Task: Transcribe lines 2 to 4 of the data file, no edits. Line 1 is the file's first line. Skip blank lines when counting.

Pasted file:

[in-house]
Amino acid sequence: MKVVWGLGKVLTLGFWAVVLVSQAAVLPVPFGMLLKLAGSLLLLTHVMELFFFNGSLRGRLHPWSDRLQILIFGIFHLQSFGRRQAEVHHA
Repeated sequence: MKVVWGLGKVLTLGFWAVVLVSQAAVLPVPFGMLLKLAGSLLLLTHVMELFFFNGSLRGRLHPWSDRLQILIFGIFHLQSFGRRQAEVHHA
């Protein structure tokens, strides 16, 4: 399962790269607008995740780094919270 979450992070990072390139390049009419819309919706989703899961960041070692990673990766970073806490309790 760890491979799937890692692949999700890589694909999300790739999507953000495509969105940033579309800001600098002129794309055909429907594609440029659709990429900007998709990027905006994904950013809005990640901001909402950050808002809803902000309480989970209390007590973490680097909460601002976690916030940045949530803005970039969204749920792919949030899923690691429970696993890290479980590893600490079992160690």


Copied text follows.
Amino acid sequence: MKVVWGLGKVLTLGFWAVVLVSQAAVLPVPFGMLLKLAGSLLLLTHVMELFFFNGSLRGRLHPWSDRLQILIFGIFHLQSFGRRQAEVHHA
Repeated sequence: MKVVWGLGKVLTLGFWAVVLVSQAAVLPVPFGMLLKLAGSLLLLTHVMELFFFNGSLRGRLHPWSDRLQILIFGIFHLQSFGRRQAEVHHA
């Protein structure tokens, strides 16, 4: 399962790269607008995740780094919270 979450992070990072390139390049009419819309919706989703899961960041070692990673990766970073806490309790 760890491979799937890692692949999700890589694909999300790739999507953000495509969105940033579309800001600098002129794309055909429907594609440029659709990429900007998709990027905006994904950013809005990640901001909402950050808002809803902000309480989970209390007590973490680097909460601002976690916030940045949530803005970039969204749920792919949030899923690691429970696993890290479980590893600490079992160690």